National Academies Press: OpenBook

Coal Mining (1978)

Chapter: SUMMARY, CONCLUSIONS, AND RECOMMENDATIONS

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Suggested Citation:"SUMMARY, CONCLUSIONS, AND RECOMMENDATIONS." National Research Council. 1978. Coal Mining. Washington, DC: The National Academies Press. doi: 10.17226/18766.
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Suggested Citation:"SUMMARY, CONCLUSIONS, AND RECOMMENDATIONS." National Research Council. 1978. Coal Mining. Washington, DC: The National Academies Press. doi: 10.17226/18766.
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Page 2
Suggested Citation:"SUMMARY, CONCLUSIONS, AND RECOMMENDATIONS." National Research Council. 1978. Coal Mining. Washington, DC: The National Academies Press. doi: 10.17226/18766.
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Page 3
Suggested Citation:"SUMMARY, CONCLUSIONS, AND RECOMMENDATIONS." National Research Council. 1978. Coal Mining. Washington, DC: The National Academies Press. doi: 10.17226/18766.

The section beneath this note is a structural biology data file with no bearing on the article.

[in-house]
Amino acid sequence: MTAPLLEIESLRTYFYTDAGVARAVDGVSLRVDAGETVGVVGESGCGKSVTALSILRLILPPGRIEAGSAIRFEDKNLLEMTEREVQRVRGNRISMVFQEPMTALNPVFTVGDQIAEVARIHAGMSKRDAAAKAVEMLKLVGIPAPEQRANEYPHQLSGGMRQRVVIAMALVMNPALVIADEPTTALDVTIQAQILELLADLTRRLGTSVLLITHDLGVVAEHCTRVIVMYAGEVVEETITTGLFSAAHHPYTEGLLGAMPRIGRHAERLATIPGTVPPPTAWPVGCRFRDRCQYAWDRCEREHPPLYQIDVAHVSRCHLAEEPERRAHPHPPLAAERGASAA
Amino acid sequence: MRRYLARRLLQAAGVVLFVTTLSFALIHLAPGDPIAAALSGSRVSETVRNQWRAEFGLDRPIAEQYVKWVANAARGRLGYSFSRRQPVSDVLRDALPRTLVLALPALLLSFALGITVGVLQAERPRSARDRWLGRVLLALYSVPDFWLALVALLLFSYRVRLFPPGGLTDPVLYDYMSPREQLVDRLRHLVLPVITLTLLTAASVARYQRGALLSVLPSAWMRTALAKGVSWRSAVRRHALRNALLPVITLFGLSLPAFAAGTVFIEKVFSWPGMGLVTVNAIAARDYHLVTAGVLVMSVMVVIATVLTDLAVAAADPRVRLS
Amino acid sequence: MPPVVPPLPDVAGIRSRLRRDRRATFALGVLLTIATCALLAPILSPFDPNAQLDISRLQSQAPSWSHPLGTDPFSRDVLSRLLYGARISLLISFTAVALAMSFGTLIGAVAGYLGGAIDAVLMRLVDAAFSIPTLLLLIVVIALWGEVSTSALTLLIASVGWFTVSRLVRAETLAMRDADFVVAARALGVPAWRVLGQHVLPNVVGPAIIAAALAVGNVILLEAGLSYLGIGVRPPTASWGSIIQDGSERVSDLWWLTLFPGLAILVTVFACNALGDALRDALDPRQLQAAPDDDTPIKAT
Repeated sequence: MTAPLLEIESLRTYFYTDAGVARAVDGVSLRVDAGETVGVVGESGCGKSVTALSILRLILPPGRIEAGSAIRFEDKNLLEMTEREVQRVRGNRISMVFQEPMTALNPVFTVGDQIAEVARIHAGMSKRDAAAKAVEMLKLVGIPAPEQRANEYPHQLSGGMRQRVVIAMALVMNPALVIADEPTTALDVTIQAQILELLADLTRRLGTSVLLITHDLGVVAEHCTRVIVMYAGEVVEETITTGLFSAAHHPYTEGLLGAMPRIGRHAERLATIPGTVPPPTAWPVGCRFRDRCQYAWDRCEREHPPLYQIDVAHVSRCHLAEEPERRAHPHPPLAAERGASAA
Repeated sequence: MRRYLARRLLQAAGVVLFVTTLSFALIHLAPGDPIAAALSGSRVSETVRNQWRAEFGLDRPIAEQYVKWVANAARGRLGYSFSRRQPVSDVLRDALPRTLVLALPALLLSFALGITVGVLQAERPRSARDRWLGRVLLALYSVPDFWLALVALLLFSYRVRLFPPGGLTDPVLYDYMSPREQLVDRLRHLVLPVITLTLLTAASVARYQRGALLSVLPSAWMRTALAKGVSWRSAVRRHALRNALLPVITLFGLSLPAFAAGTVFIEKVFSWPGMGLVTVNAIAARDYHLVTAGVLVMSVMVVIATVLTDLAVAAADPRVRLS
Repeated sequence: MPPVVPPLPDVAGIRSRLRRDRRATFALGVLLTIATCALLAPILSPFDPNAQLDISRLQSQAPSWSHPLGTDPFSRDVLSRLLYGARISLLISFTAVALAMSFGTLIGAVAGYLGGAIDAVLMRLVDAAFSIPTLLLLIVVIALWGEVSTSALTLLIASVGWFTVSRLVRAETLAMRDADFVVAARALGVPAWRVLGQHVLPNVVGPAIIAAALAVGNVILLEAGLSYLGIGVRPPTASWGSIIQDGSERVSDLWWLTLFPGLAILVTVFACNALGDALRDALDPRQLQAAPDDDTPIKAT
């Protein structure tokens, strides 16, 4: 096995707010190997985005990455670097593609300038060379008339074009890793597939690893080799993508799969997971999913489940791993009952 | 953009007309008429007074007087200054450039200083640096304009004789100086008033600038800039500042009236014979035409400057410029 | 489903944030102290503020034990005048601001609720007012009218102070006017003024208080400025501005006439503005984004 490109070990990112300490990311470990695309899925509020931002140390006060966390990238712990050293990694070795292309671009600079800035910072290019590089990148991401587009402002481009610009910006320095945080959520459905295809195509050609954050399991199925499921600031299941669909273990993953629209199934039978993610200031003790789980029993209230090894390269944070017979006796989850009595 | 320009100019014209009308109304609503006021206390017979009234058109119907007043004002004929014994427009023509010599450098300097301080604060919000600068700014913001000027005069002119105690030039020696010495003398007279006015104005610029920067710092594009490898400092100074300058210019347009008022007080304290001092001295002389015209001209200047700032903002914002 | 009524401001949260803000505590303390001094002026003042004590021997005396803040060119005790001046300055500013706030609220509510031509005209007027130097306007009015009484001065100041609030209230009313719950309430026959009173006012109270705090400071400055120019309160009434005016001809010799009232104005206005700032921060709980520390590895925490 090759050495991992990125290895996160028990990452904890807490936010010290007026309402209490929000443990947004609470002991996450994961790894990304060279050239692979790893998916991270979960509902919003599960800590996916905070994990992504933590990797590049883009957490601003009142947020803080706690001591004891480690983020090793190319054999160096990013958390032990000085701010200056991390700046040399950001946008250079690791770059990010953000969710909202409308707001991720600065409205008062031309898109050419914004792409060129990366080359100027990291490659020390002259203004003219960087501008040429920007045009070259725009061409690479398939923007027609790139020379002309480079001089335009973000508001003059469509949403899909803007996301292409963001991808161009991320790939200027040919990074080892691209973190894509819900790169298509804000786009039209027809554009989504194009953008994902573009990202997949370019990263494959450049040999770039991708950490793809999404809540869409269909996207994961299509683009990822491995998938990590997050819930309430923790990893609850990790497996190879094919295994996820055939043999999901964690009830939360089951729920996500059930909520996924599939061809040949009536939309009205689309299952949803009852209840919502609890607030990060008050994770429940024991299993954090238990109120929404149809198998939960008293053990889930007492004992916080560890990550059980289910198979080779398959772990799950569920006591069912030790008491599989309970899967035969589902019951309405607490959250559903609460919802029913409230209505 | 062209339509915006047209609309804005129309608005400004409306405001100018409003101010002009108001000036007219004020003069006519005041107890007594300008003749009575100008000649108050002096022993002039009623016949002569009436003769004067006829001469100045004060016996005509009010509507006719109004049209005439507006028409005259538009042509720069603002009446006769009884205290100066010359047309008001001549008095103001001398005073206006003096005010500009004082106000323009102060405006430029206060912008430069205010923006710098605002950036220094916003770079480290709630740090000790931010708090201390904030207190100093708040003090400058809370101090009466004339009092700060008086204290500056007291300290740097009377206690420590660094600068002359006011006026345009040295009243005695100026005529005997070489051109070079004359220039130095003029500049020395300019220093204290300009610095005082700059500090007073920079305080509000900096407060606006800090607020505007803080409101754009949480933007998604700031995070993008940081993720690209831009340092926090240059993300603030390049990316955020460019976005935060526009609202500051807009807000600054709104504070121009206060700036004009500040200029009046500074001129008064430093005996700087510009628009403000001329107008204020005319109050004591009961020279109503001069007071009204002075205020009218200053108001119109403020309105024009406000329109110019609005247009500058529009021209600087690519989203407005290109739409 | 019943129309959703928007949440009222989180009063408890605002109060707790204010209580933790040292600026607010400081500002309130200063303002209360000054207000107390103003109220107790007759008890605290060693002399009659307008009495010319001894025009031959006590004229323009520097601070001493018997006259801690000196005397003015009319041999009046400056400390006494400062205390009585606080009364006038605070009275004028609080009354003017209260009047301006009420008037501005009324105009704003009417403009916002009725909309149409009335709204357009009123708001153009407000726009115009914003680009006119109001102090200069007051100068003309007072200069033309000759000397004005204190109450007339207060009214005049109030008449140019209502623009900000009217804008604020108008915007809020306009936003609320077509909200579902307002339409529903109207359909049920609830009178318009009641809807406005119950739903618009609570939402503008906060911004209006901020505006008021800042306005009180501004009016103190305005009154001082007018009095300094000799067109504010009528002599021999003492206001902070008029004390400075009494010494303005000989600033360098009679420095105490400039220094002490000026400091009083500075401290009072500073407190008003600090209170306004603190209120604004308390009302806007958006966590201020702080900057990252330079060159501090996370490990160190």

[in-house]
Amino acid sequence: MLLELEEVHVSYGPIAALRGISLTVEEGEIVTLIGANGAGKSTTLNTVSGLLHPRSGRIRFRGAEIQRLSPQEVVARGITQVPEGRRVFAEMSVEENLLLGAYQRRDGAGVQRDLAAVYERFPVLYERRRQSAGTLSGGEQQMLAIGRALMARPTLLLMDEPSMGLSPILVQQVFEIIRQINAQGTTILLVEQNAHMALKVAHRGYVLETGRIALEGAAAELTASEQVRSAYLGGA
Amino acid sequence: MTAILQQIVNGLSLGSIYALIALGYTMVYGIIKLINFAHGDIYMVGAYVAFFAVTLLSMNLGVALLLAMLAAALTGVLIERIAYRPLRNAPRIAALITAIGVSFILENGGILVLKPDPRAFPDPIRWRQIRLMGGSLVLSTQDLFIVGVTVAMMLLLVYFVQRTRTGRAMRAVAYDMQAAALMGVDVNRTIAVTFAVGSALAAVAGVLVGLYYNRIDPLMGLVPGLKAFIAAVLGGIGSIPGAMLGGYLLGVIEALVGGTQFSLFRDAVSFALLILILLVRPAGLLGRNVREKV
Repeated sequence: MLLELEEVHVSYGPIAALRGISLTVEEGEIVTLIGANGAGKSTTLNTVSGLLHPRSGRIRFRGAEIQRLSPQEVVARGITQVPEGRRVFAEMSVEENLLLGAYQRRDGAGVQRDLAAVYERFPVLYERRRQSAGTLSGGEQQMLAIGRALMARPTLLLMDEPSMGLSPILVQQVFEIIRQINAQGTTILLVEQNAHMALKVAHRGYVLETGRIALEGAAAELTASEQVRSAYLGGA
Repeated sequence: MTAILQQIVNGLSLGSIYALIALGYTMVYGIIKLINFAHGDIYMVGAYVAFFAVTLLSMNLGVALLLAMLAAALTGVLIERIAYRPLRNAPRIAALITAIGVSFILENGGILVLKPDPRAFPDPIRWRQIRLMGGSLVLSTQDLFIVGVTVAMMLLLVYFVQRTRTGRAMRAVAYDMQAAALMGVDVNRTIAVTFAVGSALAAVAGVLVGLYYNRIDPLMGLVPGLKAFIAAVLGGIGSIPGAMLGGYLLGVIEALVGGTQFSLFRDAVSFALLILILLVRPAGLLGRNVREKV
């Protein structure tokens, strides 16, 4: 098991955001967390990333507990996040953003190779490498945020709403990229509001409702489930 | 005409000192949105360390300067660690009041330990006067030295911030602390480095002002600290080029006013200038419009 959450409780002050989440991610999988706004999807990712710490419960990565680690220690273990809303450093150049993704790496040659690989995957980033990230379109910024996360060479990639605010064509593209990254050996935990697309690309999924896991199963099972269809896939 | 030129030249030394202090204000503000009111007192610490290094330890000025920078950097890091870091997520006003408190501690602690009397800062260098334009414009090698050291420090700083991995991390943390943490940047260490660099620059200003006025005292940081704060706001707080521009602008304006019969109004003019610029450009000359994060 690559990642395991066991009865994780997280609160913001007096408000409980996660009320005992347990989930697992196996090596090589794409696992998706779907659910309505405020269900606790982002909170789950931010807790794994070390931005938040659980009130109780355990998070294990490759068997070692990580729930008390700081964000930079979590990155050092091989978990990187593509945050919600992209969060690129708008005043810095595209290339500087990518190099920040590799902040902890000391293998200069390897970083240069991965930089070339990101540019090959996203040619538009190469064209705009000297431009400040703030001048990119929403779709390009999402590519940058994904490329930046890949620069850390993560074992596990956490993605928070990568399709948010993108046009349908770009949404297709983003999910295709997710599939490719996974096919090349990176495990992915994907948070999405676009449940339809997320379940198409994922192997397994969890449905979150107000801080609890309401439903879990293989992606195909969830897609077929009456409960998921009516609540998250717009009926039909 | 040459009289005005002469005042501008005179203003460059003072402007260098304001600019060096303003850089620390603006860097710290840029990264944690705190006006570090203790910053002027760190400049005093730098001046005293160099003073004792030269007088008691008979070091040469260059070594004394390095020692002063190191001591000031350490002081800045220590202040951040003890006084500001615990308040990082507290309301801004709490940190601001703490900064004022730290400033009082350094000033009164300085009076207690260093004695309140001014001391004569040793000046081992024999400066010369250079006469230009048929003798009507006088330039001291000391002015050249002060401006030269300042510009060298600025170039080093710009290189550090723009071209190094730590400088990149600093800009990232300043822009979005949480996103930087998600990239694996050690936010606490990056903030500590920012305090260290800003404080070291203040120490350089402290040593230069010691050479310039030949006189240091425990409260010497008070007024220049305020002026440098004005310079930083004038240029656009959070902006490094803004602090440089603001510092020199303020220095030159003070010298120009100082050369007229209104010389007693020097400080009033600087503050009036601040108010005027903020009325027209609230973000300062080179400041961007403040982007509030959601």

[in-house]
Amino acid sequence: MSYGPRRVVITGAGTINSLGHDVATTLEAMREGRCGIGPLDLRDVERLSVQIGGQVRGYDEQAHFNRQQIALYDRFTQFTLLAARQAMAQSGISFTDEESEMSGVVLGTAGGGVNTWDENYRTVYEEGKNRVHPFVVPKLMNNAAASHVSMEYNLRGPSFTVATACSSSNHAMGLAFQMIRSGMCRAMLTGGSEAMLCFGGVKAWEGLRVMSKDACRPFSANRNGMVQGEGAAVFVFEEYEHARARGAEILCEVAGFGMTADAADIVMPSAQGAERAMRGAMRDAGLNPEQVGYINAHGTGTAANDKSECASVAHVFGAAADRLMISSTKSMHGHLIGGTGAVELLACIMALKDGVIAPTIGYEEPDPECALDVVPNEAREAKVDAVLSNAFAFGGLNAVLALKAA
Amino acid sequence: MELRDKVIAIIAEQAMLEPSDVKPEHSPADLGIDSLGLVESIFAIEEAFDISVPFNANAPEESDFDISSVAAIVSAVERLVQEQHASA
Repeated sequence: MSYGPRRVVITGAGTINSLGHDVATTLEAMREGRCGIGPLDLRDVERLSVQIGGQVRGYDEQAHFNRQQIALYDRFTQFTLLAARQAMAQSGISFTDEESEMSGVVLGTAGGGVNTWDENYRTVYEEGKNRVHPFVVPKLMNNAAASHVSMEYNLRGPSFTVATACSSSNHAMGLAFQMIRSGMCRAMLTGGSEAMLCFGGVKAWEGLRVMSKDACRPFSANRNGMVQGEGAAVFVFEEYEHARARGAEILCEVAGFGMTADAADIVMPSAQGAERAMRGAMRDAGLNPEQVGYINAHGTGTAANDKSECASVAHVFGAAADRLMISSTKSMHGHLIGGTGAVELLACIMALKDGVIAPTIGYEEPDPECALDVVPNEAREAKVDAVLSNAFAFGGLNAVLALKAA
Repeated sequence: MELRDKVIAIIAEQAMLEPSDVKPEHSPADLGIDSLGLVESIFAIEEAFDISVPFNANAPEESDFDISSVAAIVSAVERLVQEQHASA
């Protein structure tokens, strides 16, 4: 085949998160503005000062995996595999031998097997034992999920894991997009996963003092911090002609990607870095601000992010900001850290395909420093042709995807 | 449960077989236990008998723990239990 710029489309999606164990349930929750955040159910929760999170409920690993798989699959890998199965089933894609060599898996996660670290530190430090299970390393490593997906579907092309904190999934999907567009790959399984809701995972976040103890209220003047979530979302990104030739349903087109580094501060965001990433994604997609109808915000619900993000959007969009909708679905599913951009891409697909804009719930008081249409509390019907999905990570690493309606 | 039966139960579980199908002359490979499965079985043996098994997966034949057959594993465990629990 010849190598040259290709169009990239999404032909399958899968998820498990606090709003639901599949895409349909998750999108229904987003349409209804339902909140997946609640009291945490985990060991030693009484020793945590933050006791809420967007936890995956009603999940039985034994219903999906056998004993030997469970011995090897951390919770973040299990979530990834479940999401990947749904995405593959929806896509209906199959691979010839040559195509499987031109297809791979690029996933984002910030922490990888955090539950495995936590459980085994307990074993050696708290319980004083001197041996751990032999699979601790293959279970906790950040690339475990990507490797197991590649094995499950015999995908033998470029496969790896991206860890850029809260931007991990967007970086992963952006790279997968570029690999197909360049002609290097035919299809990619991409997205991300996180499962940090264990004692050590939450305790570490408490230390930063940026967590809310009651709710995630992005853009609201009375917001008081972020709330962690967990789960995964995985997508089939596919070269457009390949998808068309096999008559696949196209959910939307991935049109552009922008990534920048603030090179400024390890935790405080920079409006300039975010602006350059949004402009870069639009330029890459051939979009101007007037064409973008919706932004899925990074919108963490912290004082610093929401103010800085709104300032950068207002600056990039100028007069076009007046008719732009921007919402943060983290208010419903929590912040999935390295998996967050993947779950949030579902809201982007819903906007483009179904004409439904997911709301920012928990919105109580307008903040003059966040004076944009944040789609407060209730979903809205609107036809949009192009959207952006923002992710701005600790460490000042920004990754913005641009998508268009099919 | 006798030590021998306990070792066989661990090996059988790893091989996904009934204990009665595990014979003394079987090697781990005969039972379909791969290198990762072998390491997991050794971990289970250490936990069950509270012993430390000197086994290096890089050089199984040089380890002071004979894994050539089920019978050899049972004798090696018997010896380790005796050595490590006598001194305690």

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I SUMMARY, CONCLUSIONS, AND RECOMMENDATIONS A. SUMMARY The Panel on Coal Mining Technology of the NRC Committee on Processing and Utilization of Fossil Fuels was appointed to access the distribution and quality of the nation's coal reserves, underground and surface mining techniques, processing techniques, manpower and transportation requirements, the environmental impact of coal mining, and other social and regulatory issues. The worsening energy shortage and the recent decline in coal mining productivity stimulated the Panel to consider all factors influencing coal mining activities so that it could make recommendations for improving the environmental acceptability of coal mining and the health and safety of miners while also increasing productivity and improving the economics of coal mining. B. CONCLUSIONS 1. Coal is the nation's most abundant fossil fuel; yet, it is used to fill only 19 percent of the nation's energy needs. We11-identified recoverable coal reserves exist within the United States in sufficient quantity and with suitable mining characteristics (estimated to be 232 billion tons) to provide an annual production 3.5 times the 1976 production for the next 100 years. 2. Filling these requirements at a reasonable cost requires that the recent decrease in coal productivity per man-day, particularly in underground mining, be reversed without sacrificing health and safety standards. An increase in productivity will decrease coal mine capital and operating costs, and each ton of increased productivity per man-day can be expected to save the nation approximately $7 billion (1975 dollars) in the price paid for coal over the next 10 years. A reduction in wildcat strikes, absenteeism, and labor turnover and an improvement in worker training and acceptance of grievance procedures would make important contributions to improved productivity. 3. Increased amounts of coal (except metallurgical coal) can be expected to come primarily from: (a) surface minable reserves in North Dakota, Montana, Wyoiring, New Mexico, and Texas; (b) reserves in the Eastern Interior Field (i.e., Illinois, Indiana, and Western Kentucky); and (c) underground reserves in Utah, Colorado, Montana, and